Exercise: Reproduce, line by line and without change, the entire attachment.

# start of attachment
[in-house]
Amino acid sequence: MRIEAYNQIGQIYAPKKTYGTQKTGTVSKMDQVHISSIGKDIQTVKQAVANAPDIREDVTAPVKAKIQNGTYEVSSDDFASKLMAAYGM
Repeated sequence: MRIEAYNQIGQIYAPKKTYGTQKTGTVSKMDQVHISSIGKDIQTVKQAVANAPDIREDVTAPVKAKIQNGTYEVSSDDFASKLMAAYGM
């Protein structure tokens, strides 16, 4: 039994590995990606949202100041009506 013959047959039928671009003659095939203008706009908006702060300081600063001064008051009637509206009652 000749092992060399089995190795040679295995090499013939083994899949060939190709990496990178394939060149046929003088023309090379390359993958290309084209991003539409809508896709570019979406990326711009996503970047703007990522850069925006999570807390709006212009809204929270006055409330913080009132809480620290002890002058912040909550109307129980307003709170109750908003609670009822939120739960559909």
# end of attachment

[in-house]
Amino acid sequence: MRIEAYNQIGQIYAPKKTYGTQKTGTVSKMDQVHISSIGKDIQTVKQAVANAPDIREDVTAPVKAKIQNGTYEVSSDDFASKLMAAYGM
Repeated sequence: MRIEAYNQIGQIYAPKKTYGTQKTGTVSKMDQVHISSIGKDIQTVKQAVANAPDIREDVTAPVKAKIQNGTYEVSSDDFASKLMAAYGM
């Protein structure tokens, strides 16, 4: 039994590995990606949202100041009506 013959047959039928671009003659095939203008706009908006702060300081600063001064008051009637509206009652 000749092992060399089995190795040679295995090499013939083994899949060939190709990496990178394939060149046929003088023309090379390359993958290309084209991003539409809508896709570019979406990326711009996503970047703007990522850069925006999570807390709006212009809204929270006055409330913080009132809480620290002890002058912040909550109307129980307003709170109750908003609670009822939120739960559909």